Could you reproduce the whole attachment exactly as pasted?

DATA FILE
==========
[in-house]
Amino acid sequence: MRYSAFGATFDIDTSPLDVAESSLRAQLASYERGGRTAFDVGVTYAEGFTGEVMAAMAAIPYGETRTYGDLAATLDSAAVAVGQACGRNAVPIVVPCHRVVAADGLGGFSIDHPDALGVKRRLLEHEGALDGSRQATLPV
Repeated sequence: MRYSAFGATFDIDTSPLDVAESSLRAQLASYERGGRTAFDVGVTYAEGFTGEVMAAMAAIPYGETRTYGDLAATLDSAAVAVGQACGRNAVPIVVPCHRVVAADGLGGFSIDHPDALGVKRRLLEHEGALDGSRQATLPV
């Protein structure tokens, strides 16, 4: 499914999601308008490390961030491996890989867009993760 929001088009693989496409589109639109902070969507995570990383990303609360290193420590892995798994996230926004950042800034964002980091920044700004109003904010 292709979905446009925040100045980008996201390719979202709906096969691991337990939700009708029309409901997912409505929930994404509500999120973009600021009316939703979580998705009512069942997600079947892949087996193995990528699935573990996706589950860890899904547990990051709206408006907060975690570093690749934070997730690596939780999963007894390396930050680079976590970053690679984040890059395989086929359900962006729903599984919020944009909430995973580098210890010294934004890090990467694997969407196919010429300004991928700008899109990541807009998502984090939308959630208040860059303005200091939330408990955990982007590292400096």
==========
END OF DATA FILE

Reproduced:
[in-house]
Amino acid sequence: MRYSAFGATFDIDTSPLDVAESSLRAQLASYERGGRTAFDVGVTYAEGFTGEVMAAMAAIPYGETRTYGDLAATLDSAAVAVGQACGRNAVPIVVPCHRVVAADGLGGFSIDHPDALGVKRRLLEHEGALDGSRQATLPV
Repeated sequence: MRYSAFGATFDIDTSPLDVAESSLRAQLASYERGGRTAFDVGVTYAEGFTGEVMAAMAAIPYGETRTYGDLAATLDSAAVAVGQACGRNAVPIVVPCHRVVAADGLGGFSIDHPDALGVKRRLLEHEGALDGSRQATLPV
């Protein structure tokens, strides 16, 4: 499914999601308008490390961030491996890989867009993760 929001088009693989496409589109639109902070969507995570990383990303609360290193420590892995798994996230926004950042800034964002980091920044700004109003904010 292709979905446009925040100045980008996201390719979202709906096969691991337990939700009708029309409901997912409505929930994404509500999120973009600021009316939703979580998705009512069942997600079947892949087996193995990528699935573990996706589950860890899904547990990051709206408006907060975690570093690749934070997730690596939780999963007894390396930050680079976590970053690679984040890059395989086929359900962006729903599984919020944009909430995973580098210890010294934004890090990467694997969407196919010429300004991928700008899109990541807009998502984090939308959630208040860059303005200091939330408990955990982007590292400096």